Returning again to step 310, if I/O controller 2 has not failed, then the process proceeds to step 320. At step 320, quick-switches 218 and 222 are controlled by switch inputs 224 and 228, respectively, to be in a closed state. Next, at step 322, quick-switch 220 is controlled by switch input 226 to be in an opened state. Next, at step 324, I/O controller 1 (202) and I/O controller 2 (204) are controlled by respective I/O bus speed strapping inputs 214 and 216 to be at a full bus speed. The process then ends at step 318.
Returning again to step 306, if I/O controller 2 (204) has not failed, then the process proceeds to step 326. At step 326, quick-switch 218 is controlled by switch input 224 to be in a opened state. Next, at step 328, quick-switches 220 and 222 are controlled by respective switch inputs 226, 228 to be in a closed state. Next, at step 330, I/O controller 2 (204) is controlled by I/O bus speed strapping input 216 to be at a half bus speed. The process then ends at step 318.
In response to a failure of a PCI controller, the information handling system performs a reboot. At the time of the system reboot, the quick switches actuate as discussed herein. In addition, the failed controller's PCI devices (i.e., connected via corresponding I/O slots) are controlled by the surviving PCI controller present in the system. For example, the failed controller's PCI devices can be controlled by the surviving PCI controller according to the I/O failure recovery process as discussed in connection with the flowchart 300 of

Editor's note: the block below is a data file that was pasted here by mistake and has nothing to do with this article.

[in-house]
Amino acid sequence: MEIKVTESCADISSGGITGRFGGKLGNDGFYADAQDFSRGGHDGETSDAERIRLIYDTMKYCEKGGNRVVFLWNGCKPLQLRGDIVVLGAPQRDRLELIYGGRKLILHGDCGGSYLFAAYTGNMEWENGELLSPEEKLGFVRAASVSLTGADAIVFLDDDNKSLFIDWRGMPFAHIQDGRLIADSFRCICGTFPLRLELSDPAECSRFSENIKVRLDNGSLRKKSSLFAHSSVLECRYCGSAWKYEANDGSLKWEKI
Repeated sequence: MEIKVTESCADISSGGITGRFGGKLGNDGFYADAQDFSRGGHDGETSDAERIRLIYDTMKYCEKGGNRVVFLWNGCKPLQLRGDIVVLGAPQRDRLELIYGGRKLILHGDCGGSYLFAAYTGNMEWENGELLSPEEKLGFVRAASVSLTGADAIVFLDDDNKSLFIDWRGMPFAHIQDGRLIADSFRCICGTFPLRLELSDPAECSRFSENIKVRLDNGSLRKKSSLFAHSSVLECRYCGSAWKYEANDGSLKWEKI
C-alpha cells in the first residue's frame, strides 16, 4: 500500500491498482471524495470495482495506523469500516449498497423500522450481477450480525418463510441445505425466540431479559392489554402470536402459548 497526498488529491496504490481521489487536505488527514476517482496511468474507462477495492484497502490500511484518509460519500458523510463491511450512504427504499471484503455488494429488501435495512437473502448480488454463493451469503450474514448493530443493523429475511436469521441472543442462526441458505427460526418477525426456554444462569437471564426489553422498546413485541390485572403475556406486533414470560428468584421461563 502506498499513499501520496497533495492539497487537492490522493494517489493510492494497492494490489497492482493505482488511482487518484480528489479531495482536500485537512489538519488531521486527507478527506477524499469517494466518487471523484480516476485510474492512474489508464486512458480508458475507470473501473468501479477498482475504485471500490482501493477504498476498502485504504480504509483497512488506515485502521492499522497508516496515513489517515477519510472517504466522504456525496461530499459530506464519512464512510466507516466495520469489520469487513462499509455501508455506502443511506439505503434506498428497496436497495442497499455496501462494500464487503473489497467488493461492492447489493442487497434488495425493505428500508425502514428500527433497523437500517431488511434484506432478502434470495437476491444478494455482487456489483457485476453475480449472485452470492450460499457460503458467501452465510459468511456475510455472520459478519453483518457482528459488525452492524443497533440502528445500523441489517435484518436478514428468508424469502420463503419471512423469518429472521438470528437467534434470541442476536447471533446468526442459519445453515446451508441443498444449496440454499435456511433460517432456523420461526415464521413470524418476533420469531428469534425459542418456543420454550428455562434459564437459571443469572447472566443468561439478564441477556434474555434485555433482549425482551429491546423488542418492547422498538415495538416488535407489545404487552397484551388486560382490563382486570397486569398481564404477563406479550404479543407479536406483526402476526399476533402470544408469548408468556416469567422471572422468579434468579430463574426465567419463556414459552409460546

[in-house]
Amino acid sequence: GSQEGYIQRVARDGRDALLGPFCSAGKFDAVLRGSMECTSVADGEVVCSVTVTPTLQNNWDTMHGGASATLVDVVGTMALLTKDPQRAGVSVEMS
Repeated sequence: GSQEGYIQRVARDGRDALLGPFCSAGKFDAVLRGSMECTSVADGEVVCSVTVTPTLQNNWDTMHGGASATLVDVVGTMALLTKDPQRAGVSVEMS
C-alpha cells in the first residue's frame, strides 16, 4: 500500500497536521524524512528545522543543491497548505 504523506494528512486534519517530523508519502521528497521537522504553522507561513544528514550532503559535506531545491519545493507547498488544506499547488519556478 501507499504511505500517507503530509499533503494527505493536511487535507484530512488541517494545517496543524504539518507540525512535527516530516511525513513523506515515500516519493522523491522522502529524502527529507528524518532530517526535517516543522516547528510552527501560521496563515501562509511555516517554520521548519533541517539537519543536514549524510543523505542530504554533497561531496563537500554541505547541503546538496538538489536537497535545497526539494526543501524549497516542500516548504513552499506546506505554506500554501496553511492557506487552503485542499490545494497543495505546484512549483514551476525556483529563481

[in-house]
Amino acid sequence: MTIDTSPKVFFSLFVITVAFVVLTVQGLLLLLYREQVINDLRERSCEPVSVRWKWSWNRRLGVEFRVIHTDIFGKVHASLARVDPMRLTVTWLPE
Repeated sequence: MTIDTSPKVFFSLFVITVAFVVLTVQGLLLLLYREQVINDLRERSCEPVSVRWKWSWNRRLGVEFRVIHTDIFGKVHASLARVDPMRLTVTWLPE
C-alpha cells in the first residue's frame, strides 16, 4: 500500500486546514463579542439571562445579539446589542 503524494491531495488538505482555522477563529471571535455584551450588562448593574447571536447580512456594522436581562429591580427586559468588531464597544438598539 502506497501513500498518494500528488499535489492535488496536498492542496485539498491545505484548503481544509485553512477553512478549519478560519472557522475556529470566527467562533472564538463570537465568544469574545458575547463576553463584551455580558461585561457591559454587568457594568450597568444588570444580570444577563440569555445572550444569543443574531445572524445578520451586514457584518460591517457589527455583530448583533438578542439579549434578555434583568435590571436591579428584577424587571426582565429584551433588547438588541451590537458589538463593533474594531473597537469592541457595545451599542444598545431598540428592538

With one embodiment of the present disclosure, the new PCI bus configuration operates at non-optimal speeds. In addition, while the overall system is placed in a critically degraded state, any problem of losing system critical resources is resolved.
Although only a few exemplary embodiments have been described in detail above, those skilled in the art will readily appreciate that many modifications are possible in the exemplary embodiments without materially departing from the novel teachings and advantages of the embodiments of the present disclosure. Accordingly, all such modifications are intended to be included within the scope of the embodiments of the present disclosure as defined in the following claims. In the claims, means-plus-function clauses are intended to cover the structures described herein as performing the recited function and not only structural equivalents, but also equivalent structures.
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|Jan 23, 2003||AS||Assignment|
Owner name: DELL PRODUCTS L.P., TEXAS
Free format text: ASSIGNMENT OF ASSIGNORS INTEREST;ASSIGNORS:MCAFEE, MARTIN;VASUDEVAN, BHARATH;REEL/FRAME:013698/0749
Effective date: 20030121